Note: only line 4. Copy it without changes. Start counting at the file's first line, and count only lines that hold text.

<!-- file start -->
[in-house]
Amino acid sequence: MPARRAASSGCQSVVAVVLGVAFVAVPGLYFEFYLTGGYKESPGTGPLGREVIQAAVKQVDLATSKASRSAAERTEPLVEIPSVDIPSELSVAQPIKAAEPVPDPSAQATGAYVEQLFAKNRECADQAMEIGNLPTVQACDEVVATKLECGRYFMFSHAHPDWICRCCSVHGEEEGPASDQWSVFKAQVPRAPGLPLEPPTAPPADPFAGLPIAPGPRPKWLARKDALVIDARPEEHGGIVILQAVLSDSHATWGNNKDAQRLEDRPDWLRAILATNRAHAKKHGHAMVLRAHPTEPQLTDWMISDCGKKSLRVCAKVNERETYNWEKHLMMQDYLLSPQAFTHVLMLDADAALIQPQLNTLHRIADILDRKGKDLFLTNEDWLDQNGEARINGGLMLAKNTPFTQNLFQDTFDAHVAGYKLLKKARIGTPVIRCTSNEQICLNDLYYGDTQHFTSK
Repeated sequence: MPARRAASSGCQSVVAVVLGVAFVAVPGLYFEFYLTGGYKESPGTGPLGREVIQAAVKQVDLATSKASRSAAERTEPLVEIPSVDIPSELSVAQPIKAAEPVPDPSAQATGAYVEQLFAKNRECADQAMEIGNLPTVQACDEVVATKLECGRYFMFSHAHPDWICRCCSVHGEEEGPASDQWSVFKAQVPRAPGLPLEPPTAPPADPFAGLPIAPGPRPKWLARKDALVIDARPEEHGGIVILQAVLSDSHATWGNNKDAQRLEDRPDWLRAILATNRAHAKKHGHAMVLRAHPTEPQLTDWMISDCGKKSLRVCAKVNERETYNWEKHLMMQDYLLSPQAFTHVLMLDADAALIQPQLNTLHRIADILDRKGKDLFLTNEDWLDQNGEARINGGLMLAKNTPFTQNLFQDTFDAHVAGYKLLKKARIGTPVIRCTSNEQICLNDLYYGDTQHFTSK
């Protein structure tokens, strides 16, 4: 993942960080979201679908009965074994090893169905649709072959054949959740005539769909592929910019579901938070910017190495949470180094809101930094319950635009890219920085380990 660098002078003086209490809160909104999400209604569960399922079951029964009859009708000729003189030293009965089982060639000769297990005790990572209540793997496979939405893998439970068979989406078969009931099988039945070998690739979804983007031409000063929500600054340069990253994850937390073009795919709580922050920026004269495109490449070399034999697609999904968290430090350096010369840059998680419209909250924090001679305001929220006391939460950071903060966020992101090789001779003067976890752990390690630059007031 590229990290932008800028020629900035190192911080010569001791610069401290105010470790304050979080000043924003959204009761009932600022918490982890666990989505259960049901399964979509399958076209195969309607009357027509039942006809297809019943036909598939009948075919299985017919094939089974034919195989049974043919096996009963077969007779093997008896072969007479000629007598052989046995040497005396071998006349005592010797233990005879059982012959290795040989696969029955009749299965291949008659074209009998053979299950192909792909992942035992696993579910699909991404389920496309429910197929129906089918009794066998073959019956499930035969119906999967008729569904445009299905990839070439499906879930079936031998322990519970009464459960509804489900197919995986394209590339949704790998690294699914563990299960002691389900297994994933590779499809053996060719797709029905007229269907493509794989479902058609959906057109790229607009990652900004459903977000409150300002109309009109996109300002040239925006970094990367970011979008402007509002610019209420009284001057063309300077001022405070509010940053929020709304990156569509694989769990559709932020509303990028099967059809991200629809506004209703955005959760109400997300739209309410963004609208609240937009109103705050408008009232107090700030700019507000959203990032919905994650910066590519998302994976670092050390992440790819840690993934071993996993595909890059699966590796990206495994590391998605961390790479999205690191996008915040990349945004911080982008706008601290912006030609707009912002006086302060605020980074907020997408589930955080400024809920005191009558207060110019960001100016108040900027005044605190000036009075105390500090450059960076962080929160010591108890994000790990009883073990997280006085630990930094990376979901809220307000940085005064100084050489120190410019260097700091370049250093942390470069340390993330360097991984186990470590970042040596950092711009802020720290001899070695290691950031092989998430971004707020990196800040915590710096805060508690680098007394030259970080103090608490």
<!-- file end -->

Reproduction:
């Protein structure tokens, strides 16, 4: 993942960080979201679908009965074994090893169905649709072959054949959740005539769909592929910019579901938070910017190495949470180094809101930094319950635009890219920085380990 660098002078003086209490809160909104999400209604569960399922079951029964009859009708000729003189030293009965089982060639000769297990005790990572209540793997496979939405893998439970068979989406078969009931099988039945070998690739979804983007031409000063929500600054340069990253994850937390073009795919709580922050920026004269495109490449070399034999697609999904968290430090350096010369840059998680419209909250924090001679305001929220006391939460950071903060966020992101090789001779003067976890752990390690630059007031 590229990290932008800028020629900035190192911080010569001791610069401290105010470790304050979080000043924003959204009761009932600022918490982890666990989505259960049901399964979509399958076209195969309607009357027509039942006809297809019943036909598939009948075919299985017919094939089974034919195989049974043919096996009963077969007779093997008896072969007479000629007598052989046995040497005396071998006349005592010797233990005879059982012959290795040989696969029955009749299965291949008659074209009998053979299950192909792909992942035992696993579910699909991404389920496309429910197929129906089918009794066998073959019956499930035969119906999967008729569904445009299905990839070439499906879930079936031998322990519970009464459960509804489900197919995986394209590339949704790998690294699914563990299960002691389900297994994933590779499809053996060719797709029905007229269907493509794989479902058609959906057109790229607009990652900004459903977000409150300002109309009109996109300002040239925006970094990367970011979008402007509002610019209420009284001057063309300077001022405070509010940053929020709304990156569509694989769990559709932020509303990028099967059809991200629809506004209703955005959760109400997300739209309410963004609208609240937009109103705050408008009232107090700030700019507000959203990032919905994650910066590519998302994976670092050390992440790819840690993934071993996993595909890059699966590796990206495994590391998605961390790479999205690191996008915040990349945004911080982008706008601290912006030609707009912002006086302060605020980074907020997408589930955080400024809920005191009558207060110019960001100016108040900027005044605190000036009075105390500090450059960076962080929160010591108890994000790990009883073990997280006085630990930094990376979901809220307000940085005064100084050489120190410019260097700091370049250093942390470069340390993330360097991984186990470590970042040596950092711009802020720290001899070695290691950031092989998430971004707020990196800040915590710096805060508690680098007394030259970080103090608490």